“Reality is not neat, not obvious, not what you expect.” – C. S. Lewis
“Being in love first moved them to promise fidelity: this quieter love enables them to keep the promise.” – C. S. Lewis
“Thirst was made for water; inquiry for truth.” – C. S. Lewis
“The sun looks down on nothing half as good as a household laughing together over a meal.” – C. S. Lewis
“Forgiveness does not mean excusing.” – C. S. Lewis
“Love is something more stern and splendid than mere kindness.” – C. S. Lewis
“Miracles are a retelling in small letters of the very same story which is written across the whole world in letters too large for some of us to see.” – C. S. Lewis
“Nothing you have not given away will ever really be yours.” – C. S. Lewis
“What you see and what you hear depends a great deal on where you are standing. It also depends on what sort of person you are.” – C. S. Lewis
“Readers are advised to remember that the devil is a liar.” – C. S. Lewis
“What draws people to be friends is that they see the same truth. They share it.” – C. S. Lewis
“It is not out of compliment that lovers keep on telling one another how beautiful they are; the delight is incomplete ‘till it is expressed.” – C. S. Lewis
“There are far, far better things ahead than any we leave behind.” – C. S. Lewis
“The door on which we have been knocking all our lives will open at last.” – C. S. Lewis
“Friendship is born at that moment when one person says to another: ‘What! You too? I thought I was the only one.’” – C. S. Lewis
“The past is frozen and no longer flows, and the present is all lit up with eternal rays.” – C. S. Lewis
“I have learned now that while those who speak about one’s miseries usually hurt, those who keep silence hurt more.” – C. S. Lewis
“In our own case we accept excuses too easily; in other people’s, we do not accept them easily enough.” – C. S. Lewis
“When we lose one blessing, another is often most unexpectedly given in its place.” – C. S. Lewis
“To walk out of his will is to walk into nowhere.” – C. S. Lewis
“Of all the bad men, religious bad men are the worst.” – C. S. Lewis
“One road leads home and a thousand roads lead into the wilderness.” – C. S. Lewis
“Someday you will be old enough to start reading fairy tales again.” – C. S. Lewis
“Everyone says forgiveness is a lovely idea, until they have something to forgive.” – C. S. Lewis
“Once in our world, a stable had something in it that was bigger than our whole world.” – C. S. Lewis
“Though our feelings come and go, His love for us does not.” – C. S. Lewis
“I think that all things, in their way, reflect heavenly truth, the imagination not least.” – C. S. Lewis
“Faith is the art of holding on to things your reason has once accepted in spite of your changing moods.” – C. S. Lewis
“Aim at heaven and you will get earth thrown in. Aim at earth and you get neither.” – C. S. Lewis
“Free will, though it makes evil possible, is also the only thing that makes possible any love or goodness or joy worth having.” – C. S. Lewis
“When all the suns and nebulae have passed away, each one of you will still be alive.” – C. S. Lewis
“If I find in myself a desire which no experience in this world can satisfy, the most probable explanation is that I was made for another world.” – C. S. Lewis
“The heart never takes the place of the head: but it can, and should, obey it.” – C. S. Lewis
“You are never too old to set another goal or to dream a new dream.” – C. S. Lewis
“There would be no sense in saying you trusted Jesus if you would not take his advice.” – C. S. Lewis
“Do not waste time bothering whether you ‘love’ your neighbor; act as if you do, and you will presently come to love him.” – C. S. Lewis
“Pride gets no pleasure out of having something, only out of having more of it than the next man.” – C. S. Lewis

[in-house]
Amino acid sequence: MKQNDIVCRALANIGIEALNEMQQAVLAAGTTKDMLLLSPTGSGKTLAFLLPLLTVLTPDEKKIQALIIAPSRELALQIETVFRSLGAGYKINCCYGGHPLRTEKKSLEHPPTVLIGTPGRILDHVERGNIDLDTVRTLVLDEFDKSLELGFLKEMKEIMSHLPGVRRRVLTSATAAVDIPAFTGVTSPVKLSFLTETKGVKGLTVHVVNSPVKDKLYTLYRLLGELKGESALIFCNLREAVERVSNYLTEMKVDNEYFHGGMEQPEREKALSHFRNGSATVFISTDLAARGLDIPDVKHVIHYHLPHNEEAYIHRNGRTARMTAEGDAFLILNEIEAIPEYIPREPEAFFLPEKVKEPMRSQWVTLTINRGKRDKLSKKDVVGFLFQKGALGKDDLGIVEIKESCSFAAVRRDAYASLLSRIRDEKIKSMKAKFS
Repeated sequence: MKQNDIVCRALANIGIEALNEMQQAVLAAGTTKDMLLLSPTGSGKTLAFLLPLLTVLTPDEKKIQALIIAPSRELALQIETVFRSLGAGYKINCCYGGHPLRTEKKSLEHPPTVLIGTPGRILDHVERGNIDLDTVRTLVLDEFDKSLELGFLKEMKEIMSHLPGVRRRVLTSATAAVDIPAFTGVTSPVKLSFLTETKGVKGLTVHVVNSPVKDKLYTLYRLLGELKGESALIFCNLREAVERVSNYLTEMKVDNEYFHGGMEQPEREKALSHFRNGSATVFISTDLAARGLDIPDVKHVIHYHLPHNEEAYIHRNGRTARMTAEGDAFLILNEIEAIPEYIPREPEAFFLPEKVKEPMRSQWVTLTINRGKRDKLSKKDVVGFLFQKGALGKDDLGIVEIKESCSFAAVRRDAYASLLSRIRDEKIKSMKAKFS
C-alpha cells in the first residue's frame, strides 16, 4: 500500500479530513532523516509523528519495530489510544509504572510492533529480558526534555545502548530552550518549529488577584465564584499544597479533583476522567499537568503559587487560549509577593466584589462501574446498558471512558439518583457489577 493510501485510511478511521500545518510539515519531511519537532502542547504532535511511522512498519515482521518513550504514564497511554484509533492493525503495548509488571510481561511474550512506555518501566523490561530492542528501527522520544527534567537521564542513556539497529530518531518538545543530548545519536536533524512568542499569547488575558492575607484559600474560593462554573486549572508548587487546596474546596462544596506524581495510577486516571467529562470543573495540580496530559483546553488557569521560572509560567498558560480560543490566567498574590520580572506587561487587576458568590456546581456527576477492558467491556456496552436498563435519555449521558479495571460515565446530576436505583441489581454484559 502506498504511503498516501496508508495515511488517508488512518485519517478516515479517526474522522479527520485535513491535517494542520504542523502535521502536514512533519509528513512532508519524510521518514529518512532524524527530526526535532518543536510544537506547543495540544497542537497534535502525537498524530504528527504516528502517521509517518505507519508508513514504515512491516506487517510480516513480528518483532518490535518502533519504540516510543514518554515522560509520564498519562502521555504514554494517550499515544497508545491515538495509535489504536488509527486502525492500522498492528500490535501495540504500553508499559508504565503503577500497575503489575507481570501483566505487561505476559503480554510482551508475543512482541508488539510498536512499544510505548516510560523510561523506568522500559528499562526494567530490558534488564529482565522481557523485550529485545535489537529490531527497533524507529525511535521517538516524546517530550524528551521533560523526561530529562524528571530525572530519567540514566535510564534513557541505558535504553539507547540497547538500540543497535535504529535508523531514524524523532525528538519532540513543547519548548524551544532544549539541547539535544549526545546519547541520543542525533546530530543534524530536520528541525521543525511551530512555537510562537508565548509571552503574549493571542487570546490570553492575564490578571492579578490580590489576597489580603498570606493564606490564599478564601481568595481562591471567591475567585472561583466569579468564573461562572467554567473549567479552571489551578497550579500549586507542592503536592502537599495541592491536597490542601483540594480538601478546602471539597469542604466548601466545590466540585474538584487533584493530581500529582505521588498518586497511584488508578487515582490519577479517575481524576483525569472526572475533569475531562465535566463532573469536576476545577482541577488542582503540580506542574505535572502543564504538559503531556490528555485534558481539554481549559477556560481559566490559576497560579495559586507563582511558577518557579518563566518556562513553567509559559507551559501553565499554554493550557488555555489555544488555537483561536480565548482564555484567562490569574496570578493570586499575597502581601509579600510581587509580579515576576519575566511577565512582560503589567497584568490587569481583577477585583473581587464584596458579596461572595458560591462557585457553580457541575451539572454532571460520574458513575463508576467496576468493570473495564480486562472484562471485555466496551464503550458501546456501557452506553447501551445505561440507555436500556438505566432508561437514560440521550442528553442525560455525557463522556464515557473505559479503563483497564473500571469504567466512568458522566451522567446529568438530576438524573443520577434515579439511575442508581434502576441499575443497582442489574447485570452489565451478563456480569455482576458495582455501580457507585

“Humility is not thinking less of yourself, but thinking of yourself less.” – C. S. Lewis
“Don’t let your happiness depend on something you may lose.” – C. S. Lewis
“Friendship is unnecessary, like philosophy, like art…It has no survival value; rather it is one of those things that give value to survival.” – C. S. Lewis
“We all want progress, but if you’re on the wrong road, progress means doing an about-turn and walking back to the right road; in that case, the man who turns back soonest is the most progressive.” – C. S. Lewis
“History isn’t just the story of bad people doing bad things. It’s quite as much a story of people trying to do good things. But somehow, something goes wrong.” – C. S. Lewis
“Always prefer the plain direct word to the long, vague one. Don’t implement promises, but keep them.” – C. S. Lewis
“The safest road to hell is the gradual one – the gentle slope, soft underfoot, without sudden turnings, without milestones, without signposts.” – C. S. Lewis
“You can never get a cup of tea large enough or a book long enough to suit me.” – C. S. Lewis
“A children’s story that can only be enjoyed by children is not a good children’s story in the slightest.” – C. S. Lewis
“Writing is like a ‘lust,’ or like ‘scratching when you itch.’ Writing comes as a result of a very strong impulse, and when it does come, I, for one, must get it out.” – C. S. Lewis
“The long, dull, monotonous years of middle-aged prosperity or middle-aged adversity are excellent campaigning weather for the devil.” – C. S. Lewis
“Friendship is unnecessary, like philosophy, like art…It has no survival value; rather it is one of those things which give value to survival.” – C. S. Lewis
“Eating and reading are two pleasures that combine admirably.” – C. S. Lewis
“I can’t imagine a man really enjoying a book and reading it only once.” – C. S. Lewis
“No book is really worth reading at the age of ten which is not equally – and often far more – worth reading at the age of fifty and beyond.” – C. S. Lewis
“Crying is all right in its way while it lasts. But you have to stop sooner or later, and then you still have to decide what to do.” – C. S. Lewis
“It is a good rule after reading a new book, never to allow yourself another new one ‘till you have read an old one in between.”- C. S. Lewis
“Thirty was so strange for me. I’ve really had to come to terms with the fact that I am now a walking and talking adult.”- C. S. Lewis
“Humans are amphibians – half spirit and half animal. As spirits they belong to the eternal world, but as animals they inhabit time.”- C. S. Lewis